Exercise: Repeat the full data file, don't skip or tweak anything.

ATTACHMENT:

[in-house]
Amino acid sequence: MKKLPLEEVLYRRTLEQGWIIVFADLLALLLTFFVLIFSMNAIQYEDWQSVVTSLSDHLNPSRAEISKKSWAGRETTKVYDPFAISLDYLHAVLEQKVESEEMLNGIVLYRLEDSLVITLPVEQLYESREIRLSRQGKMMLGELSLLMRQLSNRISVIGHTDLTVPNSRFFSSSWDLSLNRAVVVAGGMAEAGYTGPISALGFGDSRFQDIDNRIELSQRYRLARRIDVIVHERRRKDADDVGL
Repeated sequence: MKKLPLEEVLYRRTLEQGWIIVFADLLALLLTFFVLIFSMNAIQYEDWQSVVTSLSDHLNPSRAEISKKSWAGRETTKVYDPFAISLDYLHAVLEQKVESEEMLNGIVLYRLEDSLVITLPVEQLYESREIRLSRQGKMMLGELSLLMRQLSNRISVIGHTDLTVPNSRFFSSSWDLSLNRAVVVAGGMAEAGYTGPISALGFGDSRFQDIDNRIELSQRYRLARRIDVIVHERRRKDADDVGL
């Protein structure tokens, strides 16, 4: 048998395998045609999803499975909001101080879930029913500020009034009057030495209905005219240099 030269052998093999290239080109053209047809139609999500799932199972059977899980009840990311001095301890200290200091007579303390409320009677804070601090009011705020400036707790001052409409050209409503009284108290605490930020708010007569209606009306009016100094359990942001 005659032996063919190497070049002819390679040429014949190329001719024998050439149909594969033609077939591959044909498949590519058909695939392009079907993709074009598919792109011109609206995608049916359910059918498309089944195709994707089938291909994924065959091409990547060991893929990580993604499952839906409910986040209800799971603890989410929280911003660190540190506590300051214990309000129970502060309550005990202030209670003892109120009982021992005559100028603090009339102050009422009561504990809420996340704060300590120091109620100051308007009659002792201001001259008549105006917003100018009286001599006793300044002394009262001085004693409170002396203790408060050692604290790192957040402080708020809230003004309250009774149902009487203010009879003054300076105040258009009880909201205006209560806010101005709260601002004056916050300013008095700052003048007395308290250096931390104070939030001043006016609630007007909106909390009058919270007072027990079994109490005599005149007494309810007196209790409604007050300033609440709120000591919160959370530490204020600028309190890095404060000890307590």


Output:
[in-house]
Amino acid sequence: MKKLPLEEVLYRRTLEQGWIIVFADLLALLLTFFVLIFSMNAIQYEDWQSVVTSLSDHLNPSRAEISKKSWAGRETTKVYDPFAISLDYLHAVLEQKVESEEMLNGIVLYRLEDSLVITLPVEQLYESREIRLSRQGKMMLGELSLLMRQLSNRISVIGHTDLTVPNSRFFSSSWDLSLNRAVVVAGGMAEAGYTGPISALGFGDSRFQDIDNRIELSQRYRLARRIDVIVHERRRKDADDVGL
Repeated sequence: MKKLPLEEVLYRRTLEQGWIIVFADLLALLLTFFVLIFSMNAIQYEDWQSVVTSLSDHLNPSRAEISKKSWAGRETTKVYDPFAISLDYLHAVLEQKVESEEMLNGIVLYRLEDSLVITLPVEQLYESREIRLSRQGKMMLGELSLLMRQLSNRISVIGHTDLTVPNSRFFSSSWDLSLNRAVVVAGGMAEAGYTGPISALGFGDSRFQDIDNRIELSQRYRLARRIDVIVHERRRKDADDVGL
């Protein structure tokens, strides 16, 4: 048998395998045609999803499975909001101080879930029913500020009034009057030495209905005219240099 030269052998093999290239080109053209047809139609999500799932199972059977899980009840990311001095301890200290200091007579303390409320009677804070601090009011705020400036707790001052409409050209409503009284108290605490930020708010007569209606009306009016100094359990942001 005659032996063919190497070049002819390679040429014949190329001719024998050439149909594969033609077939591959044909498949590519058909695939392009079907993709074009598919792109011109609206995608049916359910059918498309089944195709994707089938291909994924065959091409990547060991893929990580993604499952839906409910986040209800799971603890989410929280911003660190540190506590300051214990309000129970502060309550005990202030209670003892109120009982021992005559100028603090009339102050009422009561504990809420996340704060300590120091109620100051308007009659002792201001001259008549105006917003100018009286001599006793300044002394009262001085004693409170002396203790408060050692604290790192957040402080708020809230003004309250009774149902009487203010009879003054300076105040258009009880909201205006209560806010101005709260601002004056916050300013008095700052003048007395308290250096931390104070939030001043006016609630007007909106909390009058919270007072027990079994109490005599005149007494309810007196209790409604007050300033609440709120000591919160959370530490204020600028309190890095404060000890307590």